Apple has just officially announced that its annual Worldwide Developers Conference, recognized most frequently as WWDC, will be commencing from the week of June 10th, 2013. Usually, WWDC is the occasion for the Cupertino company’s major announcements, and with various reports suggesting some major releases this year, products unveiled could range from new iPhones, iPads, Macs, and perhaps even that elusive iWatch.
As ever, there’ll be 100 technical sessions running through the week, presented by in excess of 1,000 Apple engineers, offering both iOS and OS X developers a great opportunity to gain an in-depth insight of the company’s two major platforms.
If you want to get involved, the tickets for this year’s WWDC will begin selling from tomorrow – Thursday, April 25 at 10 a.m. PDT. If you’re serious about attending this year, you will want to get in as early as possible, since it usually sells out in hours rather than days. As well as needing to be quick off the mark, those looking to make it to WWDC ’13 will need to have a decent amount of cash saved, since tickets are usually in the region of the $1,599 mark – and that’s before you take into account any travel or accommodation.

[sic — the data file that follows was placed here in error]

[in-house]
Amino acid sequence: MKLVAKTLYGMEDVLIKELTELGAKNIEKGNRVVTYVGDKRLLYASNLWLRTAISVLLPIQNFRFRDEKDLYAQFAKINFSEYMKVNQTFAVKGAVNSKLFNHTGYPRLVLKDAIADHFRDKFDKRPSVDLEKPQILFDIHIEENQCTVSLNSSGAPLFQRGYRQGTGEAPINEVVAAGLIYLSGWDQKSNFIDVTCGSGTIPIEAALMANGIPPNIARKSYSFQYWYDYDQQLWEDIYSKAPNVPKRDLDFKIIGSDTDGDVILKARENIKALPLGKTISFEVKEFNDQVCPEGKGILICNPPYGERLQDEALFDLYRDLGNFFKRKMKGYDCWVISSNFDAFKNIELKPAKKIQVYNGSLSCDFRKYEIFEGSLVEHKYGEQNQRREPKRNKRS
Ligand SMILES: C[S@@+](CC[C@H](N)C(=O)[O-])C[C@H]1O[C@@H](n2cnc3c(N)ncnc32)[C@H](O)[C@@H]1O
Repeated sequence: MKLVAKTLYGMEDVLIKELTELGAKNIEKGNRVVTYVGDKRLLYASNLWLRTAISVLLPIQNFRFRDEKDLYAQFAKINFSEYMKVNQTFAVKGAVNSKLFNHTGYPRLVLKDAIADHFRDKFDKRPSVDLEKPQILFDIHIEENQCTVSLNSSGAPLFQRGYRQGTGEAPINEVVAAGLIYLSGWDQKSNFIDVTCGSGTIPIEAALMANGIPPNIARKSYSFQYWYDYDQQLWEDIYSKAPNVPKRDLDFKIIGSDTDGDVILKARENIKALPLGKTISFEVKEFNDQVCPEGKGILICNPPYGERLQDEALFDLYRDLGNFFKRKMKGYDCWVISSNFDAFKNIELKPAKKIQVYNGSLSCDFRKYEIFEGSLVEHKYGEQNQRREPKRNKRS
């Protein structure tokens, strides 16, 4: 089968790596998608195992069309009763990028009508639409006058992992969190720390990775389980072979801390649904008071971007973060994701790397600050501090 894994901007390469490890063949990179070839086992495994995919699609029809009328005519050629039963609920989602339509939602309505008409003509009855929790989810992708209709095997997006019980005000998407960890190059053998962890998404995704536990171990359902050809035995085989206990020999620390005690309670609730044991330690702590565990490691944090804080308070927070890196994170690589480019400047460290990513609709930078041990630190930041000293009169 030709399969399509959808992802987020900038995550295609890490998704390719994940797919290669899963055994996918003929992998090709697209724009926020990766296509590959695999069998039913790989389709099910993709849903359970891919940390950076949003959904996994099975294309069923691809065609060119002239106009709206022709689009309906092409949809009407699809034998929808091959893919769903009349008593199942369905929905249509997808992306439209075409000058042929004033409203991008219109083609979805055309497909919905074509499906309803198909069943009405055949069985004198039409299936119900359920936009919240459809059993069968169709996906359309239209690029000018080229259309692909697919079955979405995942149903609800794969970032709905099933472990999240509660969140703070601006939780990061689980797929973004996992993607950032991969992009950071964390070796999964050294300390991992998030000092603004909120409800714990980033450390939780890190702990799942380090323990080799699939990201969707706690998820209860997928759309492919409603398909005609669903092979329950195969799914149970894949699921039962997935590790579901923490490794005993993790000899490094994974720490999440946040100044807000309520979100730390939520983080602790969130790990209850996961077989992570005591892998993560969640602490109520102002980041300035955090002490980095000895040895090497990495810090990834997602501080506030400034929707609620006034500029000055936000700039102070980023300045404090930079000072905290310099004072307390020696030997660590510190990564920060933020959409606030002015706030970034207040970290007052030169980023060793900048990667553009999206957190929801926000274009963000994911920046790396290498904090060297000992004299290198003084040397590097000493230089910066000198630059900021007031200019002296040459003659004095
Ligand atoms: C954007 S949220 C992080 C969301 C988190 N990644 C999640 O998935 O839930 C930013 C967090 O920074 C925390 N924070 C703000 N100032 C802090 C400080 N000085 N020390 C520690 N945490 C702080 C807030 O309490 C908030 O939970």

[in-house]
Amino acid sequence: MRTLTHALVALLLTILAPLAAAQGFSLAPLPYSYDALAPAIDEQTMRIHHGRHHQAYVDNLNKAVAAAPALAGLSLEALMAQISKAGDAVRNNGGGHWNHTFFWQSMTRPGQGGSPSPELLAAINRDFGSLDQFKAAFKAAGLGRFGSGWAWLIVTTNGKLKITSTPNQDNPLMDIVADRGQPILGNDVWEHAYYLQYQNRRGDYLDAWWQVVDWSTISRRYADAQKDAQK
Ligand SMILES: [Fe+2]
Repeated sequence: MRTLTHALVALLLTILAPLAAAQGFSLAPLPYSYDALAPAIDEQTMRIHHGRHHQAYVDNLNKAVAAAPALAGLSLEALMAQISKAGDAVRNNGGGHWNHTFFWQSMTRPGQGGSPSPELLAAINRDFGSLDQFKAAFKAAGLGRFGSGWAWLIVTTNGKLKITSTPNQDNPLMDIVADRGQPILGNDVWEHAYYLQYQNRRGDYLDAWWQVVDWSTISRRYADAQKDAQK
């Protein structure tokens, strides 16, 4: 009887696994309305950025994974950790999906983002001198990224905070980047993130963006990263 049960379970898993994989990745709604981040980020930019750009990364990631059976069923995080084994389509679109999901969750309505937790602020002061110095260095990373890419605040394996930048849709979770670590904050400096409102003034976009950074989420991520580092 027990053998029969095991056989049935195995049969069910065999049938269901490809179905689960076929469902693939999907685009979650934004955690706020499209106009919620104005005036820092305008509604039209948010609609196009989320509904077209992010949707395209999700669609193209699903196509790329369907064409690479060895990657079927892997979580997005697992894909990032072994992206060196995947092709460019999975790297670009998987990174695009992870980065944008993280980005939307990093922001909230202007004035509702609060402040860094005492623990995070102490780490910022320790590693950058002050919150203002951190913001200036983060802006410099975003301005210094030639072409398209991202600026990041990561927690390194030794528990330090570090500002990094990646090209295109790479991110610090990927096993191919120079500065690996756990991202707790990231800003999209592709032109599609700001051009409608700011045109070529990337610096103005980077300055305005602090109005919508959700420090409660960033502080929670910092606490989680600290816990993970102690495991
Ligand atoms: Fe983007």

Still, with talk of a new iPad 5, iPhone 5S, and possible Retina MacBook Air all said to be hitting the market at some point this year, today’s announcement will have the tech world sniffing around for any clues pertaining to what might and what will be revealed on the week commencing June 10th.
One thing is almost certain at this point, and that is the unveiling of the next version of iOS, naturally presumed to be called iOS 7. Adoption rates for the last edition were as high as they’ve ever been, but with the general reaction to its flaws – particularly that Maps app - being one of negative connotation, Apple certainly won’t want to be keeping consumers waiting on its successor. We’re quite certain that Apple will seed the first iOS 7 beta soon after their first major keynote.
As well as iOS, you can bet your bottom dollar we’ll be hearing a little more on Mountain Lion’s successor, but with last year’s release having gone down comparatively better with Mac users than iOS did for mobile devices, one suspects the main topic of discussion will pertain to the mobile ecosystem.
We will, of course, keep you guys updated on anything we hear or see with regards to WWDC, so stay tuned!
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